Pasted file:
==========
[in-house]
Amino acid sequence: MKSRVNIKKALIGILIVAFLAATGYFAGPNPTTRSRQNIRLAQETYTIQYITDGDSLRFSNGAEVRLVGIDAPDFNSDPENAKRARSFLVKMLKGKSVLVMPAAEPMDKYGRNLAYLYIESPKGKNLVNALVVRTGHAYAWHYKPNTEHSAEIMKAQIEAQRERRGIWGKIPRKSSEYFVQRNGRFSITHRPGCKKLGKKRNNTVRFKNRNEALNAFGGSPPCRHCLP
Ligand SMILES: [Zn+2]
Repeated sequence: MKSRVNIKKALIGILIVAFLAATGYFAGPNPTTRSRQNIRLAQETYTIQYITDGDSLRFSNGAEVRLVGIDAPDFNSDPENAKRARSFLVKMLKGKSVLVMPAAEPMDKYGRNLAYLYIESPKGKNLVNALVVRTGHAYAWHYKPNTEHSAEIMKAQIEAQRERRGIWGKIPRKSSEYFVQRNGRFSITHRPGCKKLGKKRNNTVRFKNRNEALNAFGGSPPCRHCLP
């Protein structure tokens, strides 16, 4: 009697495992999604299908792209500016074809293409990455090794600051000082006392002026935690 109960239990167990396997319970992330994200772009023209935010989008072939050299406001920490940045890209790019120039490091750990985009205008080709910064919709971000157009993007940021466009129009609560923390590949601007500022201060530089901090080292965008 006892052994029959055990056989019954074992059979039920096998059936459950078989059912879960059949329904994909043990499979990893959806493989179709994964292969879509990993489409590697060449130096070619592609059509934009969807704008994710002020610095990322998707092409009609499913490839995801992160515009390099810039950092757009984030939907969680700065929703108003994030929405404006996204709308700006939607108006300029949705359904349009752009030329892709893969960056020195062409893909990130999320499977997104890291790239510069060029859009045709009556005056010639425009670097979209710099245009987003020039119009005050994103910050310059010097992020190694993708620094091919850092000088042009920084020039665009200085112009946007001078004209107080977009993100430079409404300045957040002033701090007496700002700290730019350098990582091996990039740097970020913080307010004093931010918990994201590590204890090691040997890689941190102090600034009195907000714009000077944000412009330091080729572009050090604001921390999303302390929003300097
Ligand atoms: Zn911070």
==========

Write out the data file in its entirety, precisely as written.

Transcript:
[in-house]
Amino acid sequence: MKSRVNIKKALIGILIVAFLAATGYFAGPNPTTRSRQNIRLAQETYTIQYITDGDSLRFSNGAEVRLVGIDAPDFNSDPENAKRARSFLVKMLKGKSVLVMPAAEPMDKYGRNLAYLYIESPKGKNLVNALVVRTGHAYAWHYKPNTEHSAEIMKAQIEAQRERRGIWGKIPRKSSEYFVQRNGRFSITHRPGCKKLGKKRNNTVRFKNRNEALNAFGGSPPCRHCLP
Ligand SMILES: [Zn+2]
Repeated sequence: MKSRVNIKKALIGILIVAFLAATGYFAGPNPTTRSRQNIRLAQETYTIQYITDGDSLRFSNGAEVRLVGIDAPDFNSDPENAKRARSFLVKMLKGKSVLVMPAAEPMDKYGRNLAYLYIESPKGKNLVNALVVRTGHAYAWHYKPNTEHSAEIMKAQIEAQRERRGIWGKIPRKSSEYFVQRNGRFSITHRPGCKKLGKKRNNTVRFKNRNEALNAFGGSPPCRHCLP
């Protein structure tokens, strides 16, 4: 009697495992999604299908792209500016074809293409990455090794600051000082006392002026935690 109960239990167990396997319970992330994200772009023209935010989008072939050299406001920490940045890209790019120039490091750990985009205008080709910064919709971000157009993007940021466009129009609560923390590949601007500022201060530089901090080292965008 006892052994029959055990056989019954074992059979039920096998059936459950078989059912879960059949329904994909043990499979990893959806493989179709994964292969879509990993489409590697060449130096070619592609059509934009969807704008994710002020610095990322998707092409009609499913490839995801992160515009390099810039950092757009984030939907969680700065929703108003994030929405404006996204709308700006939607108006300029949705359904349009752009030329892709893969960056020195062409893909990130999320499977997104890291790239510069060029859009045709009556005056010639425009670097979209710099245009987003020039119009005050994103910050310059010097992020190694993708620094091919850092000088042009920084020039665009200085112009946007001078004209107080977009993100430079409404300045957040002033701090007496700002700290730019350098990582091996990039740097970020913080307010004093931010918990994201590590204890090691040997890689941190102090600034009195907000714009000077944000412009330091080729572009050090604001921390999303302390929003300097
Ligand atoms: Zn911070």